The Department of Histopathology, Teaching Hospital, Anuradhapura, is one of the busiest such units in Sri Lanka comprising 2 consultant histopathologists (a fellow and a diplomate of the College), 4 medical officers, 10 laboratory technicians and 5 laboratory assistants.

Starting a new service, especially molecular testing, in a time with many economic constraints is very challenging but due to the dedication of the team working together, it was successfully established to give a proper service to breast cancer patients.

NHS Lothian Medical Microbiology and Virology 

Dr Surabhi Taori and Mr Derek Bryce
NHS Lothian Medical Microbiology and Virology – Dr Surabhi Taori and Mr Derek Bryce

In 2019, the Medical Microbiology and Virology team in Edinburgh (NHS Lothian) identified an improvement opportunity with the launch of Combined Infection Training (CIT).

A focused boot camp approach was trialled to teach laboratory skills. Based on initial feedback, the course was developed further with input from biomedical and clinical scientists, simulation specialists, university researchers and medical staff. This Simulation Bootcamp was launched in 2021 and follows the patient’s pathway from clinical presentation to clinical decision-making via laboratory diagnostics. The training engages infection trainees in multiple simulation group teaching activities that develop competencies in practice in laboratory medicine and clinical infection service delivery.

Consistent 5-star reviews by trainees and trainers are a testament to the Bootcamp’s success. In 2022, the training was endorsed by the Scottish Infection Training Committee, which recommended it be rolled out to all Scottish CIT trainees to bring together a sense of community, share resources and increase sustainability. The Bootcamp continues to provide a novel cutting-edge platform for infection medicine training in Scotland, embodying the College’s strategic aim to develop and maintain high standards of training.

Highly commended

Buku Medicine

Buku Medicine is a free liaison app to help reduce the workload on haematologists and other medical specialists by providing a concise and clinically relevant resource for referrers. The app was created 5 years ago by Alex Langridge, consultant haematologist, and has been developed by a management team alongside a team of specialist contributors.

The British Association of Gynaecological Pathologists (BAGP)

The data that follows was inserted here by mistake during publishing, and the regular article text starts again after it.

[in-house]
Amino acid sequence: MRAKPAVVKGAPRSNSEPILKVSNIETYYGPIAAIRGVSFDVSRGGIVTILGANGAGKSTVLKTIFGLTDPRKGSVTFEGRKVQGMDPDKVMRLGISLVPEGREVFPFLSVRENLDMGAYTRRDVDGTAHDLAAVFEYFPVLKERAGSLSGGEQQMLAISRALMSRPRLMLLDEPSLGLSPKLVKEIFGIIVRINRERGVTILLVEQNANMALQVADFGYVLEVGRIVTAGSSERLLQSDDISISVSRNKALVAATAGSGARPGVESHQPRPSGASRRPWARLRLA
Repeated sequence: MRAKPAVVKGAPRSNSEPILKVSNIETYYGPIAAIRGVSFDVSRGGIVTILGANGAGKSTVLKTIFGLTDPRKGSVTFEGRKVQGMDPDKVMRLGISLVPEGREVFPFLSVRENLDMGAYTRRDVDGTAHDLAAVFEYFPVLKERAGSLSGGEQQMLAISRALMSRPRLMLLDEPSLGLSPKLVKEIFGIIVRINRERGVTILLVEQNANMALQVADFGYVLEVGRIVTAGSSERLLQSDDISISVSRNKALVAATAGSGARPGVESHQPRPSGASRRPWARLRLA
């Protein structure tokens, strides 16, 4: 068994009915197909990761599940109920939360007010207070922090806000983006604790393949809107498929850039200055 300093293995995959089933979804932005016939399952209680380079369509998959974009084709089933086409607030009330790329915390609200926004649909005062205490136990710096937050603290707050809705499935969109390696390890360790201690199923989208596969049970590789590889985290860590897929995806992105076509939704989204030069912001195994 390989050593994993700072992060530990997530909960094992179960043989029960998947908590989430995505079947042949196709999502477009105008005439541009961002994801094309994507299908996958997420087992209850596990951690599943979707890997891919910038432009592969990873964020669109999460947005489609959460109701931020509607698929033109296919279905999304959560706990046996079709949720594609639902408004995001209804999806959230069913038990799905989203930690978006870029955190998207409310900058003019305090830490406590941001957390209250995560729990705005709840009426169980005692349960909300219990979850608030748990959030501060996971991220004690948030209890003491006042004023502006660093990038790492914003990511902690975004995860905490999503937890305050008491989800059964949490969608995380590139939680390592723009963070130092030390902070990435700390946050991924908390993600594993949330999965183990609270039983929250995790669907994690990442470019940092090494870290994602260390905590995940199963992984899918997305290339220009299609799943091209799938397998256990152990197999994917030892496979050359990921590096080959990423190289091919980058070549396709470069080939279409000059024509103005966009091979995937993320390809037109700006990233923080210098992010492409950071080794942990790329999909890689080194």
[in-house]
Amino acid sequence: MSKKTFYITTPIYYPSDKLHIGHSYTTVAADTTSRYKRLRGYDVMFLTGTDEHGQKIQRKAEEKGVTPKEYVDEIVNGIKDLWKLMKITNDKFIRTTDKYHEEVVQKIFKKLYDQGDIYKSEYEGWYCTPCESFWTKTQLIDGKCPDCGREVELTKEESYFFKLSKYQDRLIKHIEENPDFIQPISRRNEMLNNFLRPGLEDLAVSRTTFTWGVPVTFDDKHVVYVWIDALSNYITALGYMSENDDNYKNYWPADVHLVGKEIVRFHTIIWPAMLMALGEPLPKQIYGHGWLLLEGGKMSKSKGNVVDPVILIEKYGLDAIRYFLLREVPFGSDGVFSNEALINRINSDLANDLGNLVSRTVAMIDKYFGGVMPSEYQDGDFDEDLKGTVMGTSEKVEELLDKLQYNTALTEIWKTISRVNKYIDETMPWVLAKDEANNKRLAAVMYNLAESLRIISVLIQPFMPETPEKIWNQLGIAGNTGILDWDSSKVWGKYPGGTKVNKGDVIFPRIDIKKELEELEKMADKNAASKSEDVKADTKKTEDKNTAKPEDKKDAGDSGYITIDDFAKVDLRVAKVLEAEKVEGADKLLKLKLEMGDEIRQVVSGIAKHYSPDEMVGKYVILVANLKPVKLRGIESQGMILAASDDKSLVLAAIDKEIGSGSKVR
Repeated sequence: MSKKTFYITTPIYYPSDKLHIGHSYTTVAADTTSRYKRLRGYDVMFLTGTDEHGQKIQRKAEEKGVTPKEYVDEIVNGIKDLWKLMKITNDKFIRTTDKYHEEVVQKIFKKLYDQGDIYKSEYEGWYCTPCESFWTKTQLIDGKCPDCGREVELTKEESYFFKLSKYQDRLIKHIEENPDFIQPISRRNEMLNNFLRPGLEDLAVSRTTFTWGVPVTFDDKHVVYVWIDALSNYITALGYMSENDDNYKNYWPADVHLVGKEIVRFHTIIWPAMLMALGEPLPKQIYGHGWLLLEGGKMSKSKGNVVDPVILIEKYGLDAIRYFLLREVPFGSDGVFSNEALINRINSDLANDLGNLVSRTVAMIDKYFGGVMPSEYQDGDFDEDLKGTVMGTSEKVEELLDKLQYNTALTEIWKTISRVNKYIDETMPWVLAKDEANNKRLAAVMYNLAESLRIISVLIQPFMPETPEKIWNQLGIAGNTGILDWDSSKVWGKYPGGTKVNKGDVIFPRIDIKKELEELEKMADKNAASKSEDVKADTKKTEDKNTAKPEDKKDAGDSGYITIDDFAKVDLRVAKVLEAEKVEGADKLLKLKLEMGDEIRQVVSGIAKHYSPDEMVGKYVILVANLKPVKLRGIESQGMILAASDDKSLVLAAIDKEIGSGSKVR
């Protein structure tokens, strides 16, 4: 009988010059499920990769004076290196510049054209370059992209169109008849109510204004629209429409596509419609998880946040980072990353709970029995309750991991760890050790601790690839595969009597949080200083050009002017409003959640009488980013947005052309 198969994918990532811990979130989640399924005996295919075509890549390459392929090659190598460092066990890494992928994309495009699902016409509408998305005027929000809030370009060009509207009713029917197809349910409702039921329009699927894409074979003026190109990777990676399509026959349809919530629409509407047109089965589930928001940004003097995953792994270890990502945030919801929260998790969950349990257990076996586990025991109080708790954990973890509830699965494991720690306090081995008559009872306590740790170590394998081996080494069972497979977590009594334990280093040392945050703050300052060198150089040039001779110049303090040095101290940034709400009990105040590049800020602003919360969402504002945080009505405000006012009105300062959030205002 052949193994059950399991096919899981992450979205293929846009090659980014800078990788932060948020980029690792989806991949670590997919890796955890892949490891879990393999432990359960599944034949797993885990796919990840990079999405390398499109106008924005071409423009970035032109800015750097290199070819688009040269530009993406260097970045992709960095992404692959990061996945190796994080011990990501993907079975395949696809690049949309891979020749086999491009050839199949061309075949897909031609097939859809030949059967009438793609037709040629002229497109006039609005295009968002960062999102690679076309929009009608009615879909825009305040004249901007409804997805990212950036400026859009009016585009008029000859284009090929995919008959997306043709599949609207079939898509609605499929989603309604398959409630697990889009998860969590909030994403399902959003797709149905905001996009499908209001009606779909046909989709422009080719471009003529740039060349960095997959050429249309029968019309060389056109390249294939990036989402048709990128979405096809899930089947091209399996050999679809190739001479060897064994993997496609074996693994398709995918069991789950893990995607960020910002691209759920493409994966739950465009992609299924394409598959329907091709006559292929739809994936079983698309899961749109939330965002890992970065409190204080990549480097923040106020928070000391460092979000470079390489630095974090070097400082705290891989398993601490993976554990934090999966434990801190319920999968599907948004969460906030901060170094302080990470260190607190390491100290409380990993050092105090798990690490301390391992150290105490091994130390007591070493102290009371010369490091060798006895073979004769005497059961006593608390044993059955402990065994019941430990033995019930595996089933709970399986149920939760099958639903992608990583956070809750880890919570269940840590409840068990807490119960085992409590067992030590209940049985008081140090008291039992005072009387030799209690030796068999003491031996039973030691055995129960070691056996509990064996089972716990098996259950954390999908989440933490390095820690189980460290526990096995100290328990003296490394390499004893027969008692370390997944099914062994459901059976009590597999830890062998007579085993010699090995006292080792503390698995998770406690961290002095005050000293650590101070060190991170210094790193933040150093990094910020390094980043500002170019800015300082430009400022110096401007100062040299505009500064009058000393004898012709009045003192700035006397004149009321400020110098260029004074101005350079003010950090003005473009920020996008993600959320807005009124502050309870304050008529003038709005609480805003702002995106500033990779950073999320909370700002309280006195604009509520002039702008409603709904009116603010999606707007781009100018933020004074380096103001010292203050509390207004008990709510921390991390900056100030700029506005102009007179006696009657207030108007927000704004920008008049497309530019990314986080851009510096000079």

In 2020, cognisant of the difficulties in providing training during the COVID pandemic, the BAGP began free live interactive webinars in gynaecological pathology aimed primarily at UK trainees. To date, over 5,500 pathologists comprising trainees and consultants from across the world have benefited from the webinars. The webinars have provided accessible high-quality learning for a global audience and a free interactive platform for pathologists from under-resourced countries, enabling best practice in gynaecological pathology.

Cellular Pathology Lab Team

The Derbyshire Pathology Cellular Pathology Service experienced a sudden increase in histology demand of approximately 35% and the gynaecology cytology service saw a huge surge in demand post-covid lockdown occurring at the same time as the implementation of an entirely new Lab IT System. The Cellular Pathology leadership team undertook an evaluation of workflow to systematically identify constraints and bottlenecks. In collaboration with the lab teams, they developed a multi-strategy intervention that employed a combination of organisational change, implementation of new IT hardware, improved configuration of existing software and assignment of dedicated resources to lab staff training.

CRY Cardiovascular Pathology Team

This unit was set up in 2013 and deals with hearts from sudden cardiac death cases referred by pathologists from throughout the UK. The team accept and report on 500 hearts per year and issue a report for the coroner, referring pathologist and family within 2 weeks of referral. They have also developed a unique database that provides valuable results for the families, many publications and which has yielded new insights into sudden cardiac death which leads to therapeutic intervention and prevention in families who suffer such a traumatic event.

National Minimum Retesting Intervals in Pathology Project Team

Inappropriate laboratory testing has the potential to waste potential resources and affect patient care and safety. Minimum retesting intervals (MRI) are an example of a successful and sustainable demand management tool. Prior to 2010, there was limited evidence of using MRIs. In 2011, the ACB prepared a set of consensus/evidence-based recommendations. In 2015, these were expanded to include all pathology areas supported by the College. The recommendations have been translated into Turkish and Spanish to allow its adoption in more countries.

The Pathology Portal Team

In August 2022, the Pathology Portal was launched. It now has over 3,160 live modules, 30,000 launches and 90% 5-star ratings.

It includes: 

  • ‘case’ formats with clinical data – plates, films, whole slide images, molecular data, etc
  • SCORM e-learning packages 
  • guidelines, web links and videos as sole items or in cases 
  • books and atlases
  • single best answer and multiple choice questions, ‘match game’ and image zone formats
  • feedback with text, images and videos
  • formative and summative quizzes
  • ‘back end’ functionality redesign for simple module upload
  • record of modules completed for portfolio.

Sheffield Staff COVID Drive Thru Team

Sheffield Virology Service was one of the first NHS Laboratories to develop an in-house dual target SARS-CoV-2 assay (5 March 2020) in response to the pandemic.

Within a short timeframe, the team adopted a staff and patient testing program. This expanded to provide a 24/7 regional service including the design and development of a staff drive-through service.

Transplant Immunology

The Transplant Approach and Relative Opportunity Tool (TAROT) is a dynamic, risk-adjusted model for the progression of patients to renal transplantation. The tool has been developed by Transplant Immunology working in collaboration with clinical colleagues as the Complex Immunology MDT. The approach is applicable to all patients, from the least to the most problematic in terms of their immunological obstacles to transplant, and delivers equity and equality into the system by defining a process and treating all patients in the same way.